PRAYER: Help me to be like Stephen, full of Your Spirit for every job, concerned with Your kingdom more than my own comfort or longevity, and with a heart so in tune with Yours that I can forgive my enemies. Amen.

MORE: Modern Martyrs

Dying for one's faith continues into our time. Check out these sites:

Links to stories about some modern martyrs

Worthy News

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Sunday, May 15, 2011

Letting God get a word in

TODAY'S SPECIAL: John 15:1-17

TO CHEW ON: "'If you abide in Me and My words abide in you, you will ask what you desire and it shall be done for you.'" John 15:7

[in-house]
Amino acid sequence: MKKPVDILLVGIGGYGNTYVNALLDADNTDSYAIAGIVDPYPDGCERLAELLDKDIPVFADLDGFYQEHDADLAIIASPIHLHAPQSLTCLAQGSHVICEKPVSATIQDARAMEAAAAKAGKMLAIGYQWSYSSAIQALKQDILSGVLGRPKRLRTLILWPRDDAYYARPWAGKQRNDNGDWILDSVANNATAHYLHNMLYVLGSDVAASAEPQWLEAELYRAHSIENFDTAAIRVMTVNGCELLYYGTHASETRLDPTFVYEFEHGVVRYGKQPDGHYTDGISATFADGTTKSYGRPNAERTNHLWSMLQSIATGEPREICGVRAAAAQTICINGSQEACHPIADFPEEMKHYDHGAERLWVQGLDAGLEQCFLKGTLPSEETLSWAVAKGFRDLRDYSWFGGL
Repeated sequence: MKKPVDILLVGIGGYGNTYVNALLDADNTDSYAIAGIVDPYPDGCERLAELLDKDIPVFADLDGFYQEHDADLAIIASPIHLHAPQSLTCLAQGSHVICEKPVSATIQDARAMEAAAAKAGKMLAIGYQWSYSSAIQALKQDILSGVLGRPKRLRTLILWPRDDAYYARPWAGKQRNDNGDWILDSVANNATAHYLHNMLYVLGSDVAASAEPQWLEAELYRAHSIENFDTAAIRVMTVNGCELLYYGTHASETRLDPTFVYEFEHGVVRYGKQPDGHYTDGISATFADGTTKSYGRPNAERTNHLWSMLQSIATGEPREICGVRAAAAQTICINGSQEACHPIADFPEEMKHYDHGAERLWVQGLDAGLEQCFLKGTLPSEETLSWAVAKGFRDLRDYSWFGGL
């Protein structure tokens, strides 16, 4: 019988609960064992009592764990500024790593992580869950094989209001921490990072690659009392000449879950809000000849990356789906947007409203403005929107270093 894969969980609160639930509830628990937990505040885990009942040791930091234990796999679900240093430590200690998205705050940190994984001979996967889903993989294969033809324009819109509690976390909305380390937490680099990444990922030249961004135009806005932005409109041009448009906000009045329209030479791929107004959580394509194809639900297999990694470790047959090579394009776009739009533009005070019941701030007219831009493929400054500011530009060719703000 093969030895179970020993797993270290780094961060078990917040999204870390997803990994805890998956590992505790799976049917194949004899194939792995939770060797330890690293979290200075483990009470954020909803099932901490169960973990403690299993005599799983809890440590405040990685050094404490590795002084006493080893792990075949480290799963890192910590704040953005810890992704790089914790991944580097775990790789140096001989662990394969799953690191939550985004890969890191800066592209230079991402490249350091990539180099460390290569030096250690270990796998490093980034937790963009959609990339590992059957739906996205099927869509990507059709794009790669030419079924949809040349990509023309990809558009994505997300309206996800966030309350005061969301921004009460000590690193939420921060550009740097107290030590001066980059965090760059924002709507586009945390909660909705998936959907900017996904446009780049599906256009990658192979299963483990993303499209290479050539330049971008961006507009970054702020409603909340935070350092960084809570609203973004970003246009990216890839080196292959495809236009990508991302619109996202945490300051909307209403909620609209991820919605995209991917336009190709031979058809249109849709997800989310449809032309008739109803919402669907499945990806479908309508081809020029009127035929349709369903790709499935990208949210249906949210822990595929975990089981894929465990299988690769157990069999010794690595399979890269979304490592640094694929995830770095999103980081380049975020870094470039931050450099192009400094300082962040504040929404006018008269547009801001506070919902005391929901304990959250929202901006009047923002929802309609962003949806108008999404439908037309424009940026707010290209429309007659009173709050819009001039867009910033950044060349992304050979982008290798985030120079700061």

Here we see an important part of abiding — or living — in the vine (Jesus) is prayer. And an effective way of praying, that is praying prayers that get answered, is making God's words part of our prayers.

This happens on several levels.

1. God's words change us so we ask for the right things.
As we get familiar with God's heart as expressed in the Bible and we let it change us, our desires will come into line with His will. When that happens we'll pray for things that are His will. When we and God want the same thing, His answers to our prayers will be "Yes."

2. We pray God's words back to Him.
God's word has unique power. Jeremiah describes it as a hammer and a fire. Isaiah tells us it will not fail in the purpose for which God sends it out. So why not pray these powerful, unable-to-fail words back to God.

Daniel Henderson (author of Transforming Prayer) quotes Calvin Miller in this regard: